An incredibly lame argument. Political parties are based on ideology. Ideology is in turn based on what courses of action one perceives to be in the national interest (presumably people don't subscribe to beliefs they think are bad for the country). If one believes that one's ideology represents the national interest, why would anyone sell out that ideology? After all, to compromise on ideology logically means harming the national interest (To be clear, compromise is not always bad as it depends on the direction in which one is compromising. For example, while a $500 billion cut in federal spending may be ideal, it would be worth compromising on $300 billion if that represents the best deal possible).
So how did that happen? For the past century, political polarization has closely tracked income inequality, and there’s every reason to believe that the relationship is causal. Specifically, money buys power, and the increasing wealth of a tiny minority has effectively bought the allegiance of one of our two major political parties, in the process destroying any prospect for cooperation.
Ah, for while Republican minds have been polluted by ideas forced upon them by billionaires, Democrats apparently operate in an environment where money spent by George Soros, Warren Buffet, the Hollywood left, etc. shapes their thinking not at all. Apparently Republicans believe what they believe not because it is right, but because they have sworn allegiance to unnamed billionaires in exchange for their filthy lucre.
And the takeover of half our political spectrum by the 0.01 percent is, I’d argue, also responsible for the degradation of our economic discourse, which has made any sensible discussion of what we should be doing impossible.
The arrogance here is really something to behold. Apparently Krugman sees himself as inhabiting the only sensible part of the ideological spectrum and his inability to talk sense with those on the other side is prevented by those goshdarn billionaires. Also, note that blame is placed on the 0.01 percent instead of the 1 percent, which conveniently exculpates Krugman.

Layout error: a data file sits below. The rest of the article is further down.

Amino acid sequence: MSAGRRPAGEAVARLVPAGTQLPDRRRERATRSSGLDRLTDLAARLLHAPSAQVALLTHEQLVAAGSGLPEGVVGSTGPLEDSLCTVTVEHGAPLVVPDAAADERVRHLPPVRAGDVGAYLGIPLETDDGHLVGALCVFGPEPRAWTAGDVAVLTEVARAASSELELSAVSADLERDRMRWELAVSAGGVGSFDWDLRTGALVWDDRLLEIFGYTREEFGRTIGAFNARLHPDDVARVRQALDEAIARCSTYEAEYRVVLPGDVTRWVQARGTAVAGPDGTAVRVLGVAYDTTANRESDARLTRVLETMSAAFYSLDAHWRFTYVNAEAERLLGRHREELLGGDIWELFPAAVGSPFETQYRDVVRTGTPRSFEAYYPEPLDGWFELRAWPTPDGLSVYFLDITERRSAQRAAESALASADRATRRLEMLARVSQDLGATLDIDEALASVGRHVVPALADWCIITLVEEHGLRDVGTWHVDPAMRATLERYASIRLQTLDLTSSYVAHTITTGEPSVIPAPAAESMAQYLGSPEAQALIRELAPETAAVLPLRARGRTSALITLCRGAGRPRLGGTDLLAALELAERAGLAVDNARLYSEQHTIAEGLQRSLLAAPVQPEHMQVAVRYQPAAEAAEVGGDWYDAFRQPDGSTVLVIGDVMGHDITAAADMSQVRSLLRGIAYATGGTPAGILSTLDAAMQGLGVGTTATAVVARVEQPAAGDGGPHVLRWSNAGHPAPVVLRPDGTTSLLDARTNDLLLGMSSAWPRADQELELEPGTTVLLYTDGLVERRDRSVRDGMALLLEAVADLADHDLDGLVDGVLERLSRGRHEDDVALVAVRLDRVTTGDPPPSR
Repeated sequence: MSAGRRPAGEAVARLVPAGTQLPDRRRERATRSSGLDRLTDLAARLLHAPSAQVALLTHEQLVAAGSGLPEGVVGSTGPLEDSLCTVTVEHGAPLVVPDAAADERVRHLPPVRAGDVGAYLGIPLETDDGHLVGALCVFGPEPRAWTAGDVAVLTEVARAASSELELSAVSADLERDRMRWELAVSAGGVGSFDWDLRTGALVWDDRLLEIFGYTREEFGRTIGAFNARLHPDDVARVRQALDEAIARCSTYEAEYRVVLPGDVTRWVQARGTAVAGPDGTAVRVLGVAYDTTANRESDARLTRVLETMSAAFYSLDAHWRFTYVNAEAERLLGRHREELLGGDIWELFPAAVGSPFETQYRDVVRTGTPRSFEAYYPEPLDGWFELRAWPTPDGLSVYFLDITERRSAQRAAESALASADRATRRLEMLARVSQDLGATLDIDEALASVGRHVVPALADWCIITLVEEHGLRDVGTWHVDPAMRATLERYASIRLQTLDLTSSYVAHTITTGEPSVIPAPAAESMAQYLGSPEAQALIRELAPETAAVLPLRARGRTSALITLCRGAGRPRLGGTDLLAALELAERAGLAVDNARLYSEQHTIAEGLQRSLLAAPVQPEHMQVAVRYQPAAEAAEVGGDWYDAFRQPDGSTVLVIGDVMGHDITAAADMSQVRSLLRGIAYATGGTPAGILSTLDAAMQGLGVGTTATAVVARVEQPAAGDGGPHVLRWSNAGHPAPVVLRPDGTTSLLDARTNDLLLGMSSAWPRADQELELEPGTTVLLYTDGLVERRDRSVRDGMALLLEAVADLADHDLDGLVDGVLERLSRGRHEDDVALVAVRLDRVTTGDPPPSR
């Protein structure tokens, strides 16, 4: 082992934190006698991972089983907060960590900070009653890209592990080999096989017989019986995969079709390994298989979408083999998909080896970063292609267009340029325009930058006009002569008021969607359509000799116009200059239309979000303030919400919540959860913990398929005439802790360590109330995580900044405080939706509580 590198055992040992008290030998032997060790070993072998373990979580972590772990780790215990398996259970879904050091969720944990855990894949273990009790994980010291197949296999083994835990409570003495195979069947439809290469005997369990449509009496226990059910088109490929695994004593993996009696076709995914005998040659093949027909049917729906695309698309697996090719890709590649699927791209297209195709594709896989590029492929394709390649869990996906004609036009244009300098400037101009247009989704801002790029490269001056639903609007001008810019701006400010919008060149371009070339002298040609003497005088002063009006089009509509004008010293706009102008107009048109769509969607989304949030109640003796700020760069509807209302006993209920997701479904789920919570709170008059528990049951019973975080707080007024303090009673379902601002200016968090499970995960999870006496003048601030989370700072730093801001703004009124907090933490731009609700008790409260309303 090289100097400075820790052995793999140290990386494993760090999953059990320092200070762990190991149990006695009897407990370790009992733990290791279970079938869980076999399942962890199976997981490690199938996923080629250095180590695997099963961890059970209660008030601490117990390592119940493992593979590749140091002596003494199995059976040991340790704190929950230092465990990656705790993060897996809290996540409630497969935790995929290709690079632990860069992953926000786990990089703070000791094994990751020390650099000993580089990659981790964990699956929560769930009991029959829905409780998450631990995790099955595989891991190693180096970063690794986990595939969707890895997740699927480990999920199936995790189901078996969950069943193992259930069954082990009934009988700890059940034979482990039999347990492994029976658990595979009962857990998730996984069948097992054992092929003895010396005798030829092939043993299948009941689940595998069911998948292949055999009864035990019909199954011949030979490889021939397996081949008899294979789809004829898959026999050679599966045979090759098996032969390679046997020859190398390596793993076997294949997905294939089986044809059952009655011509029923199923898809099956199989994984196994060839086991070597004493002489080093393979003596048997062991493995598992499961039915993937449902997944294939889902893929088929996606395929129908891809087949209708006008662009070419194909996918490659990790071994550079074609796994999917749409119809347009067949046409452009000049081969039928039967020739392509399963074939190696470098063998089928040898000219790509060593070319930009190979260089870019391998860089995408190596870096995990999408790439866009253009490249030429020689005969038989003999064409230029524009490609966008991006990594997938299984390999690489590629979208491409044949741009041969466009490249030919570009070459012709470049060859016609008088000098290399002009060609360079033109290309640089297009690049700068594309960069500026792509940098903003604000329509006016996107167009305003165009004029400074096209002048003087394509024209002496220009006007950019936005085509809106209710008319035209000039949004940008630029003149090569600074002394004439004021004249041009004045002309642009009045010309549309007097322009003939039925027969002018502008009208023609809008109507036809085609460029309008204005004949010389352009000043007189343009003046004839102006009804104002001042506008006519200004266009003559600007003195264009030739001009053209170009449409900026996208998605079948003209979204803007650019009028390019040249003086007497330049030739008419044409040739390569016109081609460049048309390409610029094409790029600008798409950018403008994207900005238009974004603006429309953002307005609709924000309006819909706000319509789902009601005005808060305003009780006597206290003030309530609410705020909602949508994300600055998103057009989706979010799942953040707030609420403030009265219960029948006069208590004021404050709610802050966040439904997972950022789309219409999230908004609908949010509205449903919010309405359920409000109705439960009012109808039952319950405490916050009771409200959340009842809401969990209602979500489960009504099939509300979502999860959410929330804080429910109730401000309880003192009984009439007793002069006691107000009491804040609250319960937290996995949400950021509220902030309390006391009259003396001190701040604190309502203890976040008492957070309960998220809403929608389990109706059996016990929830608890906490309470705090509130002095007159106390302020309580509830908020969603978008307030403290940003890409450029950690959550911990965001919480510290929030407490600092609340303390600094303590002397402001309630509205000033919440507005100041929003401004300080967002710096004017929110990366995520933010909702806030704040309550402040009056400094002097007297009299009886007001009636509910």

Disputes in economics used to be bounded by a shared understanding of the evidence, creating a broad range of agreement about economic policy. To take the most prominent example, Milton Friedman may have opposed fiscal activism, but he very much supported monetary activism to fight deep economic slumps, to an extent that would have put him well to the left of center in many current debates. 
Now, however, the Republican Party is dominated by doctrines formerly on the political fringe. Friedman called for monetary flexibility; today, much of the G.O.P. is fanatically devoted to the gold standard. N. Gregory Mankiw of Harvard University, a Romney economic adviser, once dismissed those claiming that tax cuts pay for themselves as “charlatans and cranks”; today, that notion is very close to being official Republican doctrine.
If there are so many votes waiting to be won by calling for a return to the gold standard among Republican voters, why did only Ron Paul among those vying for the Republican nomination advocate such a move? And why has Paul never polled more than 15 percent among Republicans in national polls? Furthermore, if the idea that tax cuts pay for themselves is close to being official GOP doctrine, why did the latest budget proposed by Paul Ryan -- a guy Jonathan Chait claims has "thoroughly seized control of the Republican agenda" -- promise to pay for its proposed tax cuts in the form of the elimination of unspecified tax breaks and credits? After all, if Republicans believe tax cuts pay for themselves, any such offset should be unnecessary.
...The real structural problem is in our political system, which has been warped and paralyzed by the power of a small, wealthy minority. And the key to economic recovery lies in finding a way to get past that minority’s malign influence.
Agreed. Paul Krugman, it's time for you and your ilk to step aside.